There’s more at the link. But think of where the lovely Mrs Clinton made her remarks: to the Trayvon Martin Foundation’s “Circle of Mothers” dinner. Never forget: Trayvon Martin has gone to his eternal reward because he attacked George Zimmerman. Yes, Mr Zimmerman thought that Mr Martin was behaving suspiciously, and was following Mr Martin, but was doing so from a distance. Mr Martin took offense, then chose to close the distance, and attacked Mr Zimmerman. He was pounding Mr Zimmerman’s head into the ground, and was about to thoroughly kick his butt, when Mr Zimmerman pulled the firearm he was legally allowed to carry, and changed the course of the fight.

What Mrs Clinton and the Trayvon Martin Foundation would like is for Mr Martin to have beaten Mr Zimmerman senseless — or worse — because they are on the side of the thugs.

Oh, they’d never say that, of course not, but when you are proposing to restrict the constitutional rights of law-abiding Americans over the death of a thug killed in the commission of a crime, there is no other possible conclusion.

Rule 5 Blogging: Basic Training!

It’s the weekend and time, once again, for THE FIRST STREET JOURNAL’S version of Rule 5 Blogging. Robert Stacey Stacy McCain described Rule 5 as posting photos of pretty women somewhat déshabillé, but, on this site, our Rule 5 Blogging doesn’t put up pictures of Morgan Smith Goodwin in her summer clothes, but women, in full military gear, serving their countries in the armed forces. The terribly sexist authors on this site celebrate strong women, women who can take care of themselves and take care of others, women who have been willing to put their lives on the line in some not-so-friendly places, women who truly do have the “We can do it!” attitude.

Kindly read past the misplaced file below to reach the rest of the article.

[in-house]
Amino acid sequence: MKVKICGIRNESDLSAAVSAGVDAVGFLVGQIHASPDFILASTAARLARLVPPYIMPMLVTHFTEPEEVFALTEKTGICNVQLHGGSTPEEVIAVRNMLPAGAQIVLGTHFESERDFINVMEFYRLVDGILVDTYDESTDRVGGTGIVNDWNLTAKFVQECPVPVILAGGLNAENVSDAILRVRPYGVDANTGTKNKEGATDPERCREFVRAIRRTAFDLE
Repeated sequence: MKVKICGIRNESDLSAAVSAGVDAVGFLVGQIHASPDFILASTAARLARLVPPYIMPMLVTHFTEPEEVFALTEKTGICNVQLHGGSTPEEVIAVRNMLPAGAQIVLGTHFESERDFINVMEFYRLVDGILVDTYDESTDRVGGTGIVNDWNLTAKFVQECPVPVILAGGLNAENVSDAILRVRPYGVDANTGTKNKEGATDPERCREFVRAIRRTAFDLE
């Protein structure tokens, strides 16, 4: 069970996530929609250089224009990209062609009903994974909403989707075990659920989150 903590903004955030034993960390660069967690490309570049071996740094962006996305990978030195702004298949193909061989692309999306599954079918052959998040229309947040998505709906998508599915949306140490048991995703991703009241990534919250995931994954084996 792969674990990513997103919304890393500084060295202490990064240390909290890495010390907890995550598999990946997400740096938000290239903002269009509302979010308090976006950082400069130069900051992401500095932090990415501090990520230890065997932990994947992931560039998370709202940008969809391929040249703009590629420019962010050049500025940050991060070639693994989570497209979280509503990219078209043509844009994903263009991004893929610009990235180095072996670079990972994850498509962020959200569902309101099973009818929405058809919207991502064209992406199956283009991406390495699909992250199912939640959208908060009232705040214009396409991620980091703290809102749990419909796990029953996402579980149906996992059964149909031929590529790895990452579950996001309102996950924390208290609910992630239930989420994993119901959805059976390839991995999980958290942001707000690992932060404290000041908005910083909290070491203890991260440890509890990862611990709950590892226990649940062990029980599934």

Today, we go back to the beginning, to the basic training that every soldier, sailor, airman and Marine must pass.

Marine Corps Basic Training

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From Around the Blogroll

From The Washington Post, via the better-looking Dana on Patterico’s Pontifications:

We must weed out ignorant Americans from the electorate

By David Harsanyi | May 20 at 9:00 PM | David Harsanyi is a senior editor at the Federalist.

Never have so many people with so little knowledge made so many consequential decisions for the rest of us.

A person need only survey the inanity of the ongoing presidential race to comprehend that the most pressing problem facing the nation isn’t Big Business, Big Labor, Big Media or even Big Money in politics.

It’s you, the American voter. And by weeding out millions of irresponsible voters who can’t be bothered to learn the rudimentary workings of the Constitution, or their preferred candidate’s proposals or even their history, we may be able to mitigate the recklessness of the electorate.